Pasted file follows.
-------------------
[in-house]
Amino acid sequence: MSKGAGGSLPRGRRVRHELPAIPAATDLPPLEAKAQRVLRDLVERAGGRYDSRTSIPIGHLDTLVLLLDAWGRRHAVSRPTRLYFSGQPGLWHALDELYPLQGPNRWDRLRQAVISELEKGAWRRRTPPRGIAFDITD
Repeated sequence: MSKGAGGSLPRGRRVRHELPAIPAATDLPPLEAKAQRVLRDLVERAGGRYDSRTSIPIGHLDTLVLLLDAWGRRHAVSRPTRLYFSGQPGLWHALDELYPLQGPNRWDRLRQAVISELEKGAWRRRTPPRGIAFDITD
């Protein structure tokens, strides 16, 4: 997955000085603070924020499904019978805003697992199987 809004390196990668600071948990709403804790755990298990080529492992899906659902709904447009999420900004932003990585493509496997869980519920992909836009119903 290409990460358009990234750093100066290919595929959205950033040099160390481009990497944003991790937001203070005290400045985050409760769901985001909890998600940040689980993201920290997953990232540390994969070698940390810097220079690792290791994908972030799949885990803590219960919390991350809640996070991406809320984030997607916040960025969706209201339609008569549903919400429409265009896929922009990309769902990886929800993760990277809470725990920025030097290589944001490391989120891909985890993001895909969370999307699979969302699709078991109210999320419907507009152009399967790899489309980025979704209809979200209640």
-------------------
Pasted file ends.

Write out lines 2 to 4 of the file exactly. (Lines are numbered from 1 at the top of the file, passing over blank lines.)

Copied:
Amino acid sequence: MSKGAGGSLPRGRRVRHELPAIPAATDLPPLEAKAQRVLRDLVERAGGRYDSRTSIPIGHLDTLVLLLDAWGRRHAVSRPTRLYFSGQPGLWHALDELYPLQGPNRWDRLRQAVISELEKGAWRRRTPPRGIAFDITD
Repeated sequence: MSKGAGGSLPRGRRVRHELPAIPAATDLPPLEAKAQRVLRDLVERAGGRYDSRTSIPIGHLDTLVLLLDAWGRRHAVSRPTRLYFSGQPGLWHALDELYPLQGPNRWDRLRQAVISELEKGAWRRRTPPRGIAFDITD
């Protein structure tokens, strides 16, 4: 997955000085603070924020499904019978805003697992199987 809004390196990668600071948990709403804790755990298990080529492992899906659902709904447009999420900004932003990585493509496997869980519920992909836009119903 290409990460358009990234750093100066290919595929959205950033040099160390481009990497944003991790937001203070005290400045985050409760769901985001909890998600940040689980993201920290997953990232540390994969070698940390810097220079690792290791994908972030799949885990803590219960919390991350809640996070991406809320984030997607916040960025969706209201339609008569549903919400429409265009896929922009990309769902990886929800993760990277809470725990920025030097290589944001490391989120891909985890993001895909969370999307699979969302699709078991109210999320419907507009152009399967790899489309980025979704209809979200209640």